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Toni Šušnjar




Location: Split, Croatia
Joined: 03 Feb 2020

Posts: 6

PostPosted: Mon 24 Feb, 2020 5:19 am    Post subject: Menavlion vs Pike         Reply with quote

After Arabs introduced heavy cavalry (cataphracts), Byzantines responded by introducing the short, thick pike - menavlion; a spear with a shaft so thick that one could barely, if at all, wrap a hand completely around it (basically, when you held it, your thumb and index fingers would not touch). Yet I have found no mention of similar weapons in 15th and 16th centuries, despite heavy cavalry having even more advanced armour in those times; instead, much longer but relatively flimsier pikes seem to have been preferred (menavlion was 2,7 - 3,6 meters long, while pikes were often 5,5 - 7,5 meters long, much closer to sarissa, but with a smaller spearhed and narrower shaft than menavlion). So the question is why, and how did it impact tactics? The only reason I can think of for this difference lies in cavalry itself: Sassanid, Byzantine and Arab cataphracts appear to have used maces and similar one-handed weapons for shock combat, while lancers were used exclusively against opposing cavalry. Meanwhile, Western knights used long lances, which would have significantly outranged menavlion, thus necessitating the pike to also increase in length as an answer. But if menavlion was necessary to stop the charge of cataphracts, how would have thinner pike fared against much more heavily armoured knights of 14th and 15th century? Or was horse armour (barding) uncommon enough among Western knights to make such a question moot?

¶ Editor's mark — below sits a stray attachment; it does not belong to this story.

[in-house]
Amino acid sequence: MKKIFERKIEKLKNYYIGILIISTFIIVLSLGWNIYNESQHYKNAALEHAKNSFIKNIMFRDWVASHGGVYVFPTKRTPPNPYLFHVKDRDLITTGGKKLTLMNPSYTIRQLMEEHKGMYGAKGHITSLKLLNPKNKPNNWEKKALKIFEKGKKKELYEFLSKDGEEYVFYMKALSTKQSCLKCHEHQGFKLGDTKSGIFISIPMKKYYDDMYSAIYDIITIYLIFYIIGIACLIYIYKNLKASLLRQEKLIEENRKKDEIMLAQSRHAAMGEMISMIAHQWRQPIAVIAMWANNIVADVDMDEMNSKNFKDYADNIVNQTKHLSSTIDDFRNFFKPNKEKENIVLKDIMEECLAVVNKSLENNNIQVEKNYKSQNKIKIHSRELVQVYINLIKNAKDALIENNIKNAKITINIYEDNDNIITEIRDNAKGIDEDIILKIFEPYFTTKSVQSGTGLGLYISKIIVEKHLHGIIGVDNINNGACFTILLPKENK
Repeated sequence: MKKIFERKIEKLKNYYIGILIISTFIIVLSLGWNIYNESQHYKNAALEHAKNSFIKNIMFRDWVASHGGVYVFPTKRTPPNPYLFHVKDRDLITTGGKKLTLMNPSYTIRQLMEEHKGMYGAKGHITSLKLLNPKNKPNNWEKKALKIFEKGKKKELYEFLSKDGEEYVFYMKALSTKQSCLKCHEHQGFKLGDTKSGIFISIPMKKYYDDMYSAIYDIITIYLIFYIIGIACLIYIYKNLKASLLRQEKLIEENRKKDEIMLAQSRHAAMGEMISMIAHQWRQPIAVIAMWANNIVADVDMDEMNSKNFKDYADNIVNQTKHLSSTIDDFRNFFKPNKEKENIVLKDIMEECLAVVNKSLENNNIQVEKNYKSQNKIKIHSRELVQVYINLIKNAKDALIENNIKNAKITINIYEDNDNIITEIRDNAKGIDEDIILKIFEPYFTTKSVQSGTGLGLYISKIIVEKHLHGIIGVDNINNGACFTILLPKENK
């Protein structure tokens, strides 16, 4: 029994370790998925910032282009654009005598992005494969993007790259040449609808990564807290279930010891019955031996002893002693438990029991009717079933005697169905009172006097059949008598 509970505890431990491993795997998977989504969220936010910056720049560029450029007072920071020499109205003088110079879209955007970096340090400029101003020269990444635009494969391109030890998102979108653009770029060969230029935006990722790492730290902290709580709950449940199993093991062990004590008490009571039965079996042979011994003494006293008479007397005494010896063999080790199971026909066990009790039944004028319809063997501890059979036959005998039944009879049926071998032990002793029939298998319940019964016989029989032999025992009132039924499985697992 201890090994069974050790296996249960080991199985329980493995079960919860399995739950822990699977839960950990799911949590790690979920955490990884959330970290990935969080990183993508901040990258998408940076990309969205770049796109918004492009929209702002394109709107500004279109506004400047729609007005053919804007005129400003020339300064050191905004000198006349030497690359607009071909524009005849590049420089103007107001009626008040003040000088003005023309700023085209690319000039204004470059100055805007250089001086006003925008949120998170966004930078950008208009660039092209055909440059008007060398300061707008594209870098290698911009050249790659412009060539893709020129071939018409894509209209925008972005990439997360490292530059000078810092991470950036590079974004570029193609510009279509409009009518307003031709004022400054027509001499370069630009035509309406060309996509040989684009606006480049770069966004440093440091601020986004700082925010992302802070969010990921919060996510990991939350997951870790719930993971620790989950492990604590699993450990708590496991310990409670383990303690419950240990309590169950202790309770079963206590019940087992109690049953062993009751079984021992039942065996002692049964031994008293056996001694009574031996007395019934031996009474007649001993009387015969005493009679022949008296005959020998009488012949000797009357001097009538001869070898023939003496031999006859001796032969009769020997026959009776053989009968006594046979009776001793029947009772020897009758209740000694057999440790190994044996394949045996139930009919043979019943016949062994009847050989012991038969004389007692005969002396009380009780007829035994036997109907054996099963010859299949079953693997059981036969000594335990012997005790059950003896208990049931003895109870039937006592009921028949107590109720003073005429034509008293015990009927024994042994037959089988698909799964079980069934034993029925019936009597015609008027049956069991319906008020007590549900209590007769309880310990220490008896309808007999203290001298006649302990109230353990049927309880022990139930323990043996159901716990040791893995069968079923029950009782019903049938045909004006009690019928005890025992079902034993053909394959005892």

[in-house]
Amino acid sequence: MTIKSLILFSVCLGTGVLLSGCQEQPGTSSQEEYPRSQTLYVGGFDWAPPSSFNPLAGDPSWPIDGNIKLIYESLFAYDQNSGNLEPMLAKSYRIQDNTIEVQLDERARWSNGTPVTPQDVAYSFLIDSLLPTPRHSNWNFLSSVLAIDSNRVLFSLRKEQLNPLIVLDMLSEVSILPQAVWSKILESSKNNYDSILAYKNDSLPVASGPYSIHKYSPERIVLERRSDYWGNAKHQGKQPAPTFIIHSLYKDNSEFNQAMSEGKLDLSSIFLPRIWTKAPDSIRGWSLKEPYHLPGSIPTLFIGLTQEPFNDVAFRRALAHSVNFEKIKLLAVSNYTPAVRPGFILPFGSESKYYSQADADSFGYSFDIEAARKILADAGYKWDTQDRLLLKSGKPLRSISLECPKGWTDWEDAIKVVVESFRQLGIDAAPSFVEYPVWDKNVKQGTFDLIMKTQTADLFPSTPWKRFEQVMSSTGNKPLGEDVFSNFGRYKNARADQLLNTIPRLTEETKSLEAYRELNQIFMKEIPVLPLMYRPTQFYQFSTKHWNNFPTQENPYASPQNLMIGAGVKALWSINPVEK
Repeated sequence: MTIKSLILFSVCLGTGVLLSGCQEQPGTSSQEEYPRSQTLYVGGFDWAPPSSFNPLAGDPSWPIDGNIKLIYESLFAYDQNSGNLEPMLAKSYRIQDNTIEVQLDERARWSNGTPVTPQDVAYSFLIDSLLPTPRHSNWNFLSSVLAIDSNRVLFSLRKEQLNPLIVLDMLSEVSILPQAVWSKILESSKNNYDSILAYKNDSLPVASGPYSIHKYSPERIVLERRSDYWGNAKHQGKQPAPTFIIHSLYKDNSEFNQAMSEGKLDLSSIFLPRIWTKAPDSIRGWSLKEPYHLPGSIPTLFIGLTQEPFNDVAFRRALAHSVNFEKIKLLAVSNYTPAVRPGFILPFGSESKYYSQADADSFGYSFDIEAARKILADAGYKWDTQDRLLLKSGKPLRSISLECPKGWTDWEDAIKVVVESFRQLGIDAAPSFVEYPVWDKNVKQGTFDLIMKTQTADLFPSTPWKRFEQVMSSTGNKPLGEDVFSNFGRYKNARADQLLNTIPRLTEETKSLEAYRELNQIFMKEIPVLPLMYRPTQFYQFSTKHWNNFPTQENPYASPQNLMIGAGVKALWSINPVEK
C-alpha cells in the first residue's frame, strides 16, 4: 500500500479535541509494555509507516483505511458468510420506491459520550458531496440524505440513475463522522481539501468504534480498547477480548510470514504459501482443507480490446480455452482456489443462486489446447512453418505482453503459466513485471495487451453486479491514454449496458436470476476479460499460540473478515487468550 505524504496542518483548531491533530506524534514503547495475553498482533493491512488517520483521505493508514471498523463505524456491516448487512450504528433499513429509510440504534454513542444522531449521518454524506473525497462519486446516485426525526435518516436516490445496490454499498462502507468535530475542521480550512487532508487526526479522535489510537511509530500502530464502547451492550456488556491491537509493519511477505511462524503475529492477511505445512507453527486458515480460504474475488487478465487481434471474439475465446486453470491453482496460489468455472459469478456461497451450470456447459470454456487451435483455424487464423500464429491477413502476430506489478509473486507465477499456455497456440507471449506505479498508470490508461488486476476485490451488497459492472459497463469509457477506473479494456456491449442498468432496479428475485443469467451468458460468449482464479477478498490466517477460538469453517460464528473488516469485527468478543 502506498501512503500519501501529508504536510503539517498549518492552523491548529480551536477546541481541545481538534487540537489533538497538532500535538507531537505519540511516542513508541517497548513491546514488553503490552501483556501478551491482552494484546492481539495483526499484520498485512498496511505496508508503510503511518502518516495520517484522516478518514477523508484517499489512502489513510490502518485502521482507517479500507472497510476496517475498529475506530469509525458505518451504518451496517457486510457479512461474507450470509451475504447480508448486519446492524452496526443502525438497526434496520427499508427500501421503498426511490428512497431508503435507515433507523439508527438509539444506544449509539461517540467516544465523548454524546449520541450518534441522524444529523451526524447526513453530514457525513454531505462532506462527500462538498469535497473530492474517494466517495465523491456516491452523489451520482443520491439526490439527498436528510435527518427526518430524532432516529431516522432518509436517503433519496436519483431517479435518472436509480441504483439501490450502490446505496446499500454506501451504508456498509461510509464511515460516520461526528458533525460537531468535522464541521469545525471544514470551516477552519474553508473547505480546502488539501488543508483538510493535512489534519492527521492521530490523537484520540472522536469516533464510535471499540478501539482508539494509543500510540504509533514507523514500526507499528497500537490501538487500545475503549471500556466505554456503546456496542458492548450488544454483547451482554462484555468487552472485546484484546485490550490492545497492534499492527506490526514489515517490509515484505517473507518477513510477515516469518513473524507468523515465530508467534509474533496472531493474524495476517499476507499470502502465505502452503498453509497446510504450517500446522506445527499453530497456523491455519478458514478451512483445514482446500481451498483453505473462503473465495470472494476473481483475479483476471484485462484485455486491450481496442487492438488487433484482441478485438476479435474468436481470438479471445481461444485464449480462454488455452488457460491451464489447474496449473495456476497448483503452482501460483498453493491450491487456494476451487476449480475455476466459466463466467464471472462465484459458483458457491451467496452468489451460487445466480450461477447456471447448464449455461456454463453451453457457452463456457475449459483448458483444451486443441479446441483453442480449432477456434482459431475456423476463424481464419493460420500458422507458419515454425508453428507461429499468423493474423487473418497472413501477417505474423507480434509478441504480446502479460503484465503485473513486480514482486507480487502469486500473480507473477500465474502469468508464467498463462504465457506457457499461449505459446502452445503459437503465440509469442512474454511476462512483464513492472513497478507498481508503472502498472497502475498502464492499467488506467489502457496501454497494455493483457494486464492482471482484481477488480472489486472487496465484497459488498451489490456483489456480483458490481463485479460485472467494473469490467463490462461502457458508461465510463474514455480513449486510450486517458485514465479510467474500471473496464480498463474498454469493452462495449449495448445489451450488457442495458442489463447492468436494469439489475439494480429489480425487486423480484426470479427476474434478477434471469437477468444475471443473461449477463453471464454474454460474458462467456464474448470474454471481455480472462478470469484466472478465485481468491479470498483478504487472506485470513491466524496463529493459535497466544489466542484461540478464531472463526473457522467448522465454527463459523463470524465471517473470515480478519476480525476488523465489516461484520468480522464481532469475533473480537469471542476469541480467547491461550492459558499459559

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Dashiell Harrison




Location: California
Joined: 14 Jun 2014

Posts: 39

PostPosted: Mon 24 Feb, 2020 10:56 pm    Post subject:         Reply with quote

Long pikes were deployed in dense formations. For every rank in the pike square, there's another rank of pike-points projecting out in front of the formation. A horse charging into a pike formation wouldn't just be running into a single pike, but would instead be running into numerous successive pikes. My guess would be that this would more than make up for each individual pike being slimmer and less capable of stopping the horse in its tracks alone.
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Anthony Clipsom




Location: YORKSHIRE, UK
Joined: 27 Jul 2009

Posts: 90

PostPosted: Tue 25 Feb, 2020 12:51 am    Post subject:         Reply with quote

Dashiell Harrison wrote:
Long pikes were deployed in dense formations. For every rank in the pike square, there's another rank of pike-points projecting out in front of the formation. A horse charging into a pike formation wouldn't just be running into a single pike, but would instead be running into numerous successive pikes. My guess would be that this would more than make up for each individual pike being slimmer and less capable of stopping the horse in its tracks alone.


Whereas the Byzantine manuals show that there was only 1 rank of menaulion carriers and these stood in front of the first spear armed ranks, having moved from the rear. Or they were deployed to make a flank attack. So use is certainly different - it doesn't seem to rely on a dense mass of men with these weapons.

Anthony Clipsom
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Toni Šušnjar




Location: Split, Croatia
Joined: 03 Feb 2020

Posts: 6

PostPosted: Tue 25 Feb, 2020 11:58 pm    Post subject:         Reply with quote

Dashiell Harrison wrote:
Long pikes were deployed in dense formations. For every rank in the pike square, there's another rank of pike-points projecting out in front of the formation. A horse charging into a pike formation wouldn't just be running into a single pike, but would instead be running into numerous successive pikes. My guess would be that this would more than make up for each individual pike being slimmer and less capable of stopping the horse in its tracks alone.


That is true, but disciplined cavalry - which admittedly was a rare occurence - was still able to shatter pikes through successive charges. IIRC, Polish hussars had a procedure for it - running at pikes at an angle - but they were not the only ones to pull it off. Menaulion, as Anthony points out, was deployed just one rank deep, but was designed so it was harder to shatter.

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